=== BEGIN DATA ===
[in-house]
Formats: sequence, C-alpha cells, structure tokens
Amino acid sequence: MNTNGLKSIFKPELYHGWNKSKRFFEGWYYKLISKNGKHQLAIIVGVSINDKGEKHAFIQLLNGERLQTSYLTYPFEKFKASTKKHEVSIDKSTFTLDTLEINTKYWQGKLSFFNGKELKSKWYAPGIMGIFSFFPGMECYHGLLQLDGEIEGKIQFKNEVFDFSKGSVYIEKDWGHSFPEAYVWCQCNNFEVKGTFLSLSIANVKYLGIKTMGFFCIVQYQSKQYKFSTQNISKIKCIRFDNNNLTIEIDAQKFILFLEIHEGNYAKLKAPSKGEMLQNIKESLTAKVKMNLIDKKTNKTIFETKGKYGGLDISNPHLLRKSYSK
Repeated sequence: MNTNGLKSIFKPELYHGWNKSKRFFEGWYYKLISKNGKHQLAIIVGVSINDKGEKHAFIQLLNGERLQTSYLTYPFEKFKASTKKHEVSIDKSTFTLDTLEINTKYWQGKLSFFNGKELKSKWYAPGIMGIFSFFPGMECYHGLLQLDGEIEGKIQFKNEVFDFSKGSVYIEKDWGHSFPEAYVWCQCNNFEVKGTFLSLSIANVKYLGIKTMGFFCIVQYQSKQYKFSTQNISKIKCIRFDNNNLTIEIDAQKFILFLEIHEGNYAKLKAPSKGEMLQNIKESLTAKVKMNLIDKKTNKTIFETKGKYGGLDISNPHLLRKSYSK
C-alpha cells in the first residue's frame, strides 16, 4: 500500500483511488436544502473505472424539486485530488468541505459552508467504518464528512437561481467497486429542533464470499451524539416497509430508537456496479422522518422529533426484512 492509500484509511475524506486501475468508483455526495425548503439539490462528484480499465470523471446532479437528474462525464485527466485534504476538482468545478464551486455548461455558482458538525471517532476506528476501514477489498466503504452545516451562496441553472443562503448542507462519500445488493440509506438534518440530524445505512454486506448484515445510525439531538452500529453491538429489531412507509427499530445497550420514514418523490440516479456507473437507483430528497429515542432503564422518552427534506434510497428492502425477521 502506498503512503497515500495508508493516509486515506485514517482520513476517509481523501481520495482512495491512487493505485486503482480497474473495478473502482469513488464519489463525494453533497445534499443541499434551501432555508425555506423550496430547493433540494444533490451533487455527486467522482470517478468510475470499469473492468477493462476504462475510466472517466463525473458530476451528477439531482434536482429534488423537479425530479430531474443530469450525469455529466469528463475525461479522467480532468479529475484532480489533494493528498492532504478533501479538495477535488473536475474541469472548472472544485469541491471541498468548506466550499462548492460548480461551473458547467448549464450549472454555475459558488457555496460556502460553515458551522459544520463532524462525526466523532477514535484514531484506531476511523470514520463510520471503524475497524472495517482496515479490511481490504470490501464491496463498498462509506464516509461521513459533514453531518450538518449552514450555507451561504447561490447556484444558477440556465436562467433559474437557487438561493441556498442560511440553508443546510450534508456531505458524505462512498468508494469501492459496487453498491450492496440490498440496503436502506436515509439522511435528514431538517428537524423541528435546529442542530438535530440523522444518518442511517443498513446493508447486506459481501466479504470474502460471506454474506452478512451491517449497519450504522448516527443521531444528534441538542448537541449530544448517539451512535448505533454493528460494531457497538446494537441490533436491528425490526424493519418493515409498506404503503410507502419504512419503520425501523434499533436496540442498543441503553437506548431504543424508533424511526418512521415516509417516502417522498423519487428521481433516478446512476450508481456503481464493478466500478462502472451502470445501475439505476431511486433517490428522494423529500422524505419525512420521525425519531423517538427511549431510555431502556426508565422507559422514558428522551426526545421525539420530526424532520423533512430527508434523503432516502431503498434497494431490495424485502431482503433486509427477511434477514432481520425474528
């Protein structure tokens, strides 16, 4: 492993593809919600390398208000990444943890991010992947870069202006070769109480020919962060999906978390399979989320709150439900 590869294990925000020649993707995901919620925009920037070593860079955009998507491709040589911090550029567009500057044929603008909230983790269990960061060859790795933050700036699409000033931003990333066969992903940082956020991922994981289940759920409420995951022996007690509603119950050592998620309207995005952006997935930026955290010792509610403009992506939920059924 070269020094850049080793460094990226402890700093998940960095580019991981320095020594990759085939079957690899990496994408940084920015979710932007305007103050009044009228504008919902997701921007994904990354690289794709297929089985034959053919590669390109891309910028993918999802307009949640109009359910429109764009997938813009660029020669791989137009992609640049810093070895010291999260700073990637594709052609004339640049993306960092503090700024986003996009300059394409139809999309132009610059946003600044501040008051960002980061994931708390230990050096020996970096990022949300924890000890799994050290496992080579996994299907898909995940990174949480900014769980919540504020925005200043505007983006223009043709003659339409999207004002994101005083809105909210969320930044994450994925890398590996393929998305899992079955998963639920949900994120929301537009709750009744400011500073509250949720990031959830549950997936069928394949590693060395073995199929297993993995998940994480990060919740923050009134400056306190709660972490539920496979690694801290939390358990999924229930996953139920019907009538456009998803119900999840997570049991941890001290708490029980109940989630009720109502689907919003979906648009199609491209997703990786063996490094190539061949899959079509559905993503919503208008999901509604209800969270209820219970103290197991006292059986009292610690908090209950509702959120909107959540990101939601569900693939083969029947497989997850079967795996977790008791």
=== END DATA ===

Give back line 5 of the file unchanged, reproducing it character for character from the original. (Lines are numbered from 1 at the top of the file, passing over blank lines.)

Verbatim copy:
C-alpha cells in the first residue's frame, strides 16, 4: 500500500483511488436544502473505472424539486485530488468541505459552508467504518464528512437561481467497486429542533464470499451524539416497509430508537456496479422522518422529533426484512 492509500484509511475524506486501475468508483455526495425548503439539490462528484480499465470523471446532479437528474462525464485527466485534504476538482468545478464551486455548461455558482458538525471517532476506528476501514477489498466503504452545516451562496441553472443562503448542507462519500445488493440509506438534518440530524445505512454486506448484515445510525439531538452500529453491538429489531412507509427499530445497550420514514418523490440516479456507473437507483430528497429515542432503564422518552427534506434510497428492502425477521 502506498503512503497515500495508508493516509486515506485514517482520513476517509481523501481520495482512495491512487493505485486503482480497474473495478473502482469513488464519489463525494453533497445534499443541499434551501432555508425555506423550496430547493433540494444533490451533487455527486467522482470517478468510475470499469473492468477493462476504462475510466472517466463525473458530476451528477439531482434536482429534488423537479425530479430531474443530469450525469455529466469528463475525461479522467480532468479529475484532480489533494493528498492532504478533501479538495477535488473536475474541469472548472472544485469541491471541498468548506466550499462548492460548480461551473458547467448549464450549472454555475459558488457555496460556502460553515458551522459544520463532524462525526466523532477514535484514531484506531476511523470514520463510520471503524475497524472495517482496515479490511481490504470490501464491496463498498462509506464516509461521513459533514453531518450538518449552514450555507451561504447561490447556484444558477440556465436562467433559474437557487438561493441556498442560511440553508443546510450534508456531505458524505462512498468508494469501492459496487453498491450492496440490498440496503436502506436515509439522511435528514431538517428537524423541528435546529442542530438535530440523522444518518442511517443498513446493508447486506459481501466479504470474502460471506454474506452478512451491517449497519450504522448516527443521531444528534441538542448537541449530544448517539451512535448505533454493528460494531457497538446494537441490533436491528425490526424493519418493515409498506404503503410507502419504512419503520425501523434499533436496540442498543441503553437506548431504543424508533424511526418512521415516509417516502417522498423519487428521481433516478446512476450508481456503481464493478466500478462502472451502470445501475439505476431511486433517490428522494423529500422524505419525512420521525425519531423517538427511549431510555431502556426508565422507559422514558428522551426526545421525539420530526424532520423533512430527508434523503432516502431503498434497494431490495424485502431482503433486509427477511434477514432481520425474528